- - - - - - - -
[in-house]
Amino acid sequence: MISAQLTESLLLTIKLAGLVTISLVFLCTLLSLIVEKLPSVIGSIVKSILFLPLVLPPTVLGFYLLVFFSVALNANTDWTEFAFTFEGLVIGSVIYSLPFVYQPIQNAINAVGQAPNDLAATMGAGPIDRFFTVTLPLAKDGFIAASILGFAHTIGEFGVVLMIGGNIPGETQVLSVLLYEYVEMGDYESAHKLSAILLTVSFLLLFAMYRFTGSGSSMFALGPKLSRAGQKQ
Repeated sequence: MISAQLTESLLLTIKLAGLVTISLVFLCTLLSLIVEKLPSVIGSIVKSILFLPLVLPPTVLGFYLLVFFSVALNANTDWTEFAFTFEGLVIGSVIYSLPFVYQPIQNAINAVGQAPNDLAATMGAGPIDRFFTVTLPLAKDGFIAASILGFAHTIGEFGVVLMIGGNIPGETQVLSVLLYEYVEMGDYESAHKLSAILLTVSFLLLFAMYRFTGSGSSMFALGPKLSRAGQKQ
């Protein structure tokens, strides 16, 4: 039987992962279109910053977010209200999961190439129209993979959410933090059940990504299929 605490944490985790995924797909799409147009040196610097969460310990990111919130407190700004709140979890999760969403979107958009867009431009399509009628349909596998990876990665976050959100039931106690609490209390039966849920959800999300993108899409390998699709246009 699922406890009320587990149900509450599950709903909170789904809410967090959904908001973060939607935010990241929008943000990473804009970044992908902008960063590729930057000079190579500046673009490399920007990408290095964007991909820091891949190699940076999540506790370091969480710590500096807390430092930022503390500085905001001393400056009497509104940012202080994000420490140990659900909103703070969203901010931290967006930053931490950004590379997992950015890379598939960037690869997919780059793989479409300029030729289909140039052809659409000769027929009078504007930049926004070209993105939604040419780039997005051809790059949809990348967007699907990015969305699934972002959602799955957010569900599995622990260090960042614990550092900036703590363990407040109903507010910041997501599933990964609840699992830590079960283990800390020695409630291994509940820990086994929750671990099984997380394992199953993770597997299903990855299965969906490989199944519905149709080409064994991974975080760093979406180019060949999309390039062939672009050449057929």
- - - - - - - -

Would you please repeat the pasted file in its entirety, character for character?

[in-house]
Amino acid sequence: MISAQLTESLLLTIKLAGLVTISLVFLCTLLSLIVEKLPSVIGSIVKSILFLPLVLPPTVLGFYLLVFFSVALNANTDWTEFAFTFEGLVIGSVIYSLPFVYQPIQNAINAVGQAPNDLAATMGAGPIDRFFTVTLPLAKDGFIAASILGFAHTIGEFGVVLMIGGNIPGETQVLSVLLYEYVEMGDYESAHKLSAILLTVSFLLLFAMYRFTGSGSSMFALGPKLSRAGQKQ
Repeated sequence: MISAQLTESLLLTIKLAGLVTISLVFLCTLLSLIVEKLPSVIGSIVKSILFLPLVLPPTVLGFYLLVFFSVALNANTDWTEFAFTFEGLVIGSVIYSLPFVYQPIQNAINAVGQAPNDLAATMGAGPIDRFFTVTLPLAKDGFIAASILGFAHTIGEFGVVLMIGGNIPGETQVLSVLLYEYVEMGDYESAHKLSAILLTVSFLLLFAMYRFTGSGSSMFALGPKLSRAGQKQ
């Protein structure tokens, strides 16, 4: 039987992962279109910053977010209200999961190439129209993979959410933090059940990504299929 605490944490985790995924797909799409147009040196610097969460310990990111919130407190700004709140979890999760969403979107958009867009431009399509009628349909596998990876990665976050959100039931106690609490209390039966849920959800999300993108899409390998699709246009 699922406890009320587990149900509450599950709903909170789904809410967090959904908001973060939607935010990241929008943000990473804009970044992908902008960063590729930057000079190579500046673009490399920007990408290095964007991909820091891949190699940076999540506790370091969480710590500096807390430092930022503390500085905001001393400056009497509104940012202080994000420490140990659900909103703070969203901010931290967006930053931490950004590379997992950015890379598939960037690869997919780059793989479409300029030729289909140039052809659409000769027929009078504007930049926004070209993105939604040419780039997005051809790059949809990348967007699907990015969305699934972002959602799955957010569900599995622990260090960042614990550092900036703590363990407040109903507010910041997501599933990964609840699992830590079960283990800390020695409630291994509940820990086994929750671990099984997380394992199953993770597997299903990855299965969906490989199944519905149709080409064994991974975080760093979406180019060949999309390039062939672009050449057929």